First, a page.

That, or they did like me and let their focus meander. For the record, I still made it in the end–just a few years late!
When you were younger, did you ever see yourself becoming an artist? I.e. Has it been a lifelong interest or more an area you found you were gifted in later on in life?
I’ve been a creative person since I was born, but I don’t place much stock in “talents” or “gifts” as measures of aptitude. Talent is just a natural proclivity. For example, I might not be considered talented in theoretical physics, but if I wanted to be a physicist badly enough–if my greatest dream was to figure out what Dark Energy really is–I could go to school, pinch my nose in a book, and learn to think like a physicist. I don’t care enough about that career path, so I’ll probably never put in the effort to see how far I could really go. A lot of people are more talented than they’ll ever realize, precisely because they fall into the trap of thinking of talent as a gift rather than something earned through years of love and loathing.
What is your education for your profession? Are you just very talented or have you also got a degree?
I have an A.S. in Multimedia Graphic Design and a B.F.A. in Studio Art with a drawing emphasis. My university didn’t have an illustration program, so I had to strong-arm the curriculum to let me focus on illustration. A lot of my classes were open studios, directed studies, and history/science electives. I’d say I’m 75% self-taught, but that other 25% makes all the difference in the world. There’s nothing like having a good, honest Art Director to help you boost your work to the next level, even if the little boy in you wants nothing more than to be told how amazing his unrefined finger paintings are!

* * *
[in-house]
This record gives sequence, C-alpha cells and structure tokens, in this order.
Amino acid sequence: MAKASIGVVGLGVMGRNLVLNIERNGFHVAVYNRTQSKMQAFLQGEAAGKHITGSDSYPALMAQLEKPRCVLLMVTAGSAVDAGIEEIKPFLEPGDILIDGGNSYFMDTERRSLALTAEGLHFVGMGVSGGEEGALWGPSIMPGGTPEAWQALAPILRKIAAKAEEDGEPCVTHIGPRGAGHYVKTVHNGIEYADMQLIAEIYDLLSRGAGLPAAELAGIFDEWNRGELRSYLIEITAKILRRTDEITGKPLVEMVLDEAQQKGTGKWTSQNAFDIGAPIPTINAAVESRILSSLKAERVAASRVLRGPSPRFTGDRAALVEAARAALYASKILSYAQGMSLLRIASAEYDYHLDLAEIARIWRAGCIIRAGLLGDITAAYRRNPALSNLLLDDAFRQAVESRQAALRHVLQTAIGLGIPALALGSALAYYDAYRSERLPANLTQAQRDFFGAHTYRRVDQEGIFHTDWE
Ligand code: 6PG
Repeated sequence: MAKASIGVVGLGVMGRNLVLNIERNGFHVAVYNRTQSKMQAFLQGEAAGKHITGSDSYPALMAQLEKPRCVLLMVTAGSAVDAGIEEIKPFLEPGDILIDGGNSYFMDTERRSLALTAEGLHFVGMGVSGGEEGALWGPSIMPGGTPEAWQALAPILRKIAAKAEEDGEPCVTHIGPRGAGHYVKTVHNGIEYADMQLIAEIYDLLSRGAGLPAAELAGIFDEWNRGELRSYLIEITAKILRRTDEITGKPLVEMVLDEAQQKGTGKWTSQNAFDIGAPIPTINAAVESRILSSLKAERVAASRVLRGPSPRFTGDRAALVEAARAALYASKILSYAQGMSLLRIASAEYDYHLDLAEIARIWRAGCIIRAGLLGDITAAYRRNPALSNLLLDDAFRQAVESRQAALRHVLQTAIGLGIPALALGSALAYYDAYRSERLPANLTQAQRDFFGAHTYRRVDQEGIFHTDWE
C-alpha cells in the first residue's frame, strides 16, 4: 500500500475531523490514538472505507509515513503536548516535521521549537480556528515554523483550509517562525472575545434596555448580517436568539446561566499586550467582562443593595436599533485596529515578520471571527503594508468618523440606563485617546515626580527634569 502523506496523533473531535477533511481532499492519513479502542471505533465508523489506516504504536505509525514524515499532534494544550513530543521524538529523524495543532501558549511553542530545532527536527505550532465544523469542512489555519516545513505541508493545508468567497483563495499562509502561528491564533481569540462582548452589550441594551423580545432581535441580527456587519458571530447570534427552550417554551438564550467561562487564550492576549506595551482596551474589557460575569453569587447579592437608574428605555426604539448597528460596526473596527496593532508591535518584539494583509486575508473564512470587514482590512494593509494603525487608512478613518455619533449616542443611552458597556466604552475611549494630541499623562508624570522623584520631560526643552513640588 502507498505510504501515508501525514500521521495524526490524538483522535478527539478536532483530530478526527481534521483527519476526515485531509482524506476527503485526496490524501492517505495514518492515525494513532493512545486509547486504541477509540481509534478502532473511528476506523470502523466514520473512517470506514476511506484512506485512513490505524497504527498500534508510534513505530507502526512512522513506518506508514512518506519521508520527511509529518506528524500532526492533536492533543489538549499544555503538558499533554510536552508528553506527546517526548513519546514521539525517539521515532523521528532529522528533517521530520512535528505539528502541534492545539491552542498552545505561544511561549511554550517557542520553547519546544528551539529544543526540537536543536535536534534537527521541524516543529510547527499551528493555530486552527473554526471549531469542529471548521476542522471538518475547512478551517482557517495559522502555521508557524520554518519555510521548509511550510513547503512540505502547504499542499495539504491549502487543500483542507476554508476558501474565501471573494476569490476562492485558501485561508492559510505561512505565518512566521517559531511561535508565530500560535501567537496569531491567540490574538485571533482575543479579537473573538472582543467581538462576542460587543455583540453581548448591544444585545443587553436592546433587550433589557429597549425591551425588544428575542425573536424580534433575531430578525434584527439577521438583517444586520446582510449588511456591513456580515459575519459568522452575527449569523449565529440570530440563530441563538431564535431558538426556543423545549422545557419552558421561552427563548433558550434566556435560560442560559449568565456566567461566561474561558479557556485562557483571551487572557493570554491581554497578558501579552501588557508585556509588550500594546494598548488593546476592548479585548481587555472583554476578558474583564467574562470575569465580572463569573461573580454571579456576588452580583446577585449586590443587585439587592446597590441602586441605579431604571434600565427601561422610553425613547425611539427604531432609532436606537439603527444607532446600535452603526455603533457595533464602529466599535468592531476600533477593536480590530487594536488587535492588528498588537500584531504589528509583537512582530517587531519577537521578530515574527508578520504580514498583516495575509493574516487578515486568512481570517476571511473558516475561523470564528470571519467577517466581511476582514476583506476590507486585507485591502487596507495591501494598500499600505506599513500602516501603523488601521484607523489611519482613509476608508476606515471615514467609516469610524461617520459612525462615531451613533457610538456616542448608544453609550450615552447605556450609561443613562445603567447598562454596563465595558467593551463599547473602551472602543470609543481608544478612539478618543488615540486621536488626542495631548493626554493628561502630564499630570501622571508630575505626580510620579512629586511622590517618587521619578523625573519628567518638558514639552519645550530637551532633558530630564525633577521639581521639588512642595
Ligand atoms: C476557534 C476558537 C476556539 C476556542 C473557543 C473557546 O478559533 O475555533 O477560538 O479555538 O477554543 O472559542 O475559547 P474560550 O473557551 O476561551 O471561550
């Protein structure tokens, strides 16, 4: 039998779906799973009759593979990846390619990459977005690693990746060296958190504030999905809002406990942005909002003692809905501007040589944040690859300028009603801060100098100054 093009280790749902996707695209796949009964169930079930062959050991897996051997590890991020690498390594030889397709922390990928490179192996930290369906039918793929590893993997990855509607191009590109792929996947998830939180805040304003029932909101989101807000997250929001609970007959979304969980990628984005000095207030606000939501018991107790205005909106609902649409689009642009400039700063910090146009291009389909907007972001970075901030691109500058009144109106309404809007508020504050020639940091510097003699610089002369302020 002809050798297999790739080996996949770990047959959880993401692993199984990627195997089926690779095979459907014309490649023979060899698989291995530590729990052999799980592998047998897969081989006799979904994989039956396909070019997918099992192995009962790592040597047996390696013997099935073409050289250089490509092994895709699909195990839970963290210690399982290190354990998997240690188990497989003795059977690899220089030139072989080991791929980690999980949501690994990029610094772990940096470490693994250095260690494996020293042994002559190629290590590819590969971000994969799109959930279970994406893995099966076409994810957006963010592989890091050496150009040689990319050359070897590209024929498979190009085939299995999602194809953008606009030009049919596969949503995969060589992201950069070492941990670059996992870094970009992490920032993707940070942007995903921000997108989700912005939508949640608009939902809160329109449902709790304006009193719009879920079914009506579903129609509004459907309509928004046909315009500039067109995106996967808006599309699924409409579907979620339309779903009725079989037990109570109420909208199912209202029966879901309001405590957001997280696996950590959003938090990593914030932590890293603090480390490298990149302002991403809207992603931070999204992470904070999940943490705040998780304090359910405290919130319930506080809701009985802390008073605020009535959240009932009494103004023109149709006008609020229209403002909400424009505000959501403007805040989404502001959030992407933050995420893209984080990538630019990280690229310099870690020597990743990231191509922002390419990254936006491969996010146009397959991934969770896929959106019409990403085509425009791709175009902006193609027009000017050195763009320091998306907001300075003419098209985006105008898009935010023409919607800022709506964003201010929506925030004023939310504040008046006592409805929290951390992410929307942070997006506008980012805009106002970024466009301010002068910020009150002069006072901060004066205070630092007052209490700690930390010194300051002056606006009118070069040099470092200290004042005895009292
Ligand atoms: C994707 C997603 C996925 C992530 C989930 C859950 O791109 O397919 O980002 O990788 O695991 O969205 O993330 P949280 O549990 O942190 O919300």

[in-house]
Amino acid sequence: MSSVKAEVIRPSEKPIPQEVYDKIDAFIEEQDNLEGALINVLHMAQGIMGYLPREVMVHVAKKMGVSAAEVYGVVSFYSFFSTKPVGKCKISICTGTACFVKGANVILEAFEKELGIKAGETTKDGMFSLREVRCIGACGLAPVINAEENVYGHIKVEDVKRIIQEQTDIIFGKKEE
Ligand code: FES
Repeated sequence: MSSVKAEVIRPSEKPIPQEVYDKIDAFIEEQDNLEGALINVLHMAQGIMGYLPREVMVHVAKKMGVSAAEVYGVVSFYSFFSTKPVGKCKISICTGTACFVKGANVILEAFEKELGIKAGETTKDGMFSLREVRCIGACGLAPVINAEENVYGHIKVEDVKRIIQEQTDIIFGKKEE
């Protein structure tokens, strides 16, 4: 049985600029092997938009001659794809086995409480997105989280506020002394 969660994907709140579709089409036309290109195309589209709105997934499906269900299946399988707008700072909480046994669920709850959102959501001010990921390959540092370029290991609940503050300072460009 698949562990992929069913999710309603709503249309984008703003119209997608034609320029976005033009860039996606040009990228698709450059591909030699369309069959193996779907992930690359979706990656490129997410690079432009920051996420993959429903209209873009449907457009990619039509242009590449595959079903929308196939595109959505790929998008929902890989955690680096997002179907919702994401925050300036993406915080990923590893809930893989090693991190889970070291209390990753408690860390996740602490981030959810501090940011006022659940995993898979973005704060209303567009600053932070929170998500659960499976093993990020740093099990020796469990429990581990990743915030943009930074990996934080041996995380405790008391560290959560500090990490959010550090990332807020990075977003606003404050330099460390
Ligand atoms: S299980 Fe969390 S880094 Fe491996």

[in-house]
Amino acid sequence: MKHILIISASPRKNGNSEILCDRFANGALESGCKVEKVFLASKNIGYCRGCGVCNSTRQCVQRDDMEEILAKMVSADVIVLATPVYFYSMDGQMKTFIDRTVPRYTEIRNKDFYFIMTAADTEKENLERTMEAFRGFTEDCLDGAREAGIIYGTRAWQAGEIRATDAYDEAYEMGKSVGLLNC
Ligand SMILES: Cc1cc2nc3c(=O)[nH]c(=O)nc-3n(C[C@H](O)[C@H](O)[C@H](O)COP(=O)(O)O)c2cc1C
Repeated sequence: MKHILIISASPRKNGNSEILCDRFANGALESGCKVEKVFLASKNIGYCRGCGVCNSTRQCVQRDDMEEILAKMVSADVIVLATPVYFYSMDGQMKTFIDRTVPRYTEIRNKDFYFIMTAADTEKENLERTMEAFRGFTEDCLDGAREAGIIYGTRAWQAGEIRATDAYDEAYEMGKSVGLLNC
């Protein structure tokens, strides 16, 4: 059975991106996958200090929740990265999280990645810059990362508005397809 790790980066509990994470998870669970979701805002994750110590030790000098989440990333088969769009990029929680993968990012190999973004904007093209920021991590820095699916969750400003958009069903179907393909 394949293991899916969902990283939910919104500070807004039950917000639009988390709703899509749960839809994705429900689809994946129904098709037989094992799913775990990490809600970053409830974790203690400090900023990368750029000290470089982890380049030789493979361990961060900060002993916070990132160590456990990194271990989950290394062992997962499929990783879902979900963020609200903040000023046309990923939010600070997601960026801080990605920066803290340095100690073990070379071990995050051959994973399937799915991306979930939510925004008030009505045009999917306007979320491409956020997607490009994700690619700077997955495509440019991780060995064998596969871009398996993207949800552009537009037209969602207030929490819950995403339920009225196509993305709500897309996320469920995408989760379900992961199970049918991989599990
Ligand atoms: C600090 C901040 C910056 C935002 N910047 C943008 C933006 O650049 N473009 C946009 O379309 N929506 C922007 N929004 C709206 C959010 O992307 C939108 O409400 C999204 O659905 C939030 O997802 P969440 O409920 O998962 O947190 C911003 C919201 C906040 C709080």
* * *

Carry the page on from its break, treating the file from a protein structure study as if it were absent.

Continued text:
How did you discover Galaxy in Turmoil/ Frontwire Studios and what convinced you to join the team?
Frontwire contacted me first, but I had actually heard of GiT at least twice through social media before I received the e-mail. And let me tell you: I haven’t exactly been following this year’s entertainment news very closely. I assume Hollywood is still making movies, but I can’t say what’s in theaters at the moment. If someone like me can somehow hear about an indie game made by a previously unknown developer on two separate occasions, you know the project has pretty good PR.
But the reason I joined is simple: It was a chance to create something new. If this had still been a Star Wars fan project when Frontwire contacted me, I would have politely declined and gone back to working on my own original projects. But you say you have Battlefront-style gameplay with creative freedom? Sign me up!
Do you have any humorous stories, perhaps the type stemming from miscommunication from your time in Frontwire?
Hmm. Think think think… I didn’t expect the Spanish Inquisition. One of the writers and I communicate primarily through Monty Python quotes. As it turns out, his name is also Ian. Which scares me a little, but I’m sure he’s simply terrified of me, as well.
A lot of fans are asking for some “leaks”. Do you have any juicy ones you can provide?
Contrary to the buzz on the interwebs, Galaxy in Turmoil has not gained weight or gotten a nose job, thankyouverymuch.